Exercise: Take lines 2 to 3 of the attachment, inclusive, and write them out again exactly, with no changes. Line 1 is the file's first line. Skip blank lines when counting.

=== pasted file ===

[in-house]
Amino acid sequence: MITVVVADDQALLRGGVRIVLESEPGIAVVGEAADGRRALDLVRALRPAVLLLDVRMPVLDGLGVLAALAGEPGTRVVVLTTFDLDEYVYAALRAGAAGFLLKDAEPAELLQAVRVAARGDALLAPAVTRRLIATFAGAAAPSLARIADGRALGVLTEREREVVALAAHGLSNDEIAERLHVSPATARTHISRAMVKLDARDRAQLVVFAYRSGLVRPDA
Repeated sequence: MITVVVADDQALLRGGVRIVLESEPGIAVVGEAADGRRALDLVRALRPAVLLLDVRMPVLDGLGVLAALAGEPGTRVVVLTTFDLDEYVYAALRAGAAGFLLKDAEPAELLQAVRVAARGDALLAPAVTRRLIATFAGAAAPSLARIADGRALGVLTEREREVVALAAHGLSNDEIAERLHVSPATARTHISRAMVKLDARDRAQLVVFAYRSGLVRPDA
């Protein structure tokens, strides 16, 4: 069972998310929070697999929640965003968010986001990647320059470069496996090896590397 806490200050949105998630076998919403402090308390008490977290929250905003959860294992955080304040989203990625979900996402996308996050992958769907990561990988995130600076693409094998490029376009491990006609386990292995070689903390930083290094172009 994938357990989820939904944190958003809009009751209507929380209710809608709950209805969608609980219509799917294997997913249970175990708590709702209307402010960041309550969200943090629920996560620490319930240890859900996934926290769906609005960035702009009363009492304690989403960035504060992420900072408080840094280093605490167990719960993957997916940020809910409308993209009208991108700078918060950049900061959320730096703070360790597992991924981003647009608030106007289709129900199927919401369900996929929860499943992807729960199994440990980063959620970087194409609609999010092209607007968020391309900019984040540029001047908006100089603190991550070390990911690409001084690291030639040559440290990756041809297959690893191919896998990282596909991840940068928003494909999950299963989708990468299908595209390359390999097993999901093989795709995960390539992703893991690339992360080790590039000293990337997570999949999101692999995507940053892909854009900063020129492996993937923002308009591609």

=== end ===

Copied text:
Amino acid sequence: MITVVVADDQALLRGGVRIVLESEPGIAVVGEAADGRRALDLVRALRPAVLLLDVRMPVLDGLGVLAALAGEPGTRVVVLTTFDLDEYVYAALRAGAAGFLLKDAEPAELLQAVRVAARGDALLAPAVTRRLIATFAGAAAPSLARIADGRALGVLTEREREVVALAAHGLSNDEIAERLHVSPATARTHISRAMVKLDARDRAQLVVFAYRSGLVRPDA
Repeated sequence: MITVVVADDQALLRGGVRIVLESEPGIAVVGEAADGRRALDLVRALRPAVLLLDVRMPVLDGLGVLAALAGEPGTRVVVLTTFDLDEYVYAALRAGAAGFLLKDAEPAELLQAVRVAARGDALLAPAVTRRLIATFAGAAAPSLARIADGRALGVLTEREREVVALAAHGLSNDEIAERLHVSPATARTHISRAMVKLDARDRAQLVVFAYRSGLVRPDA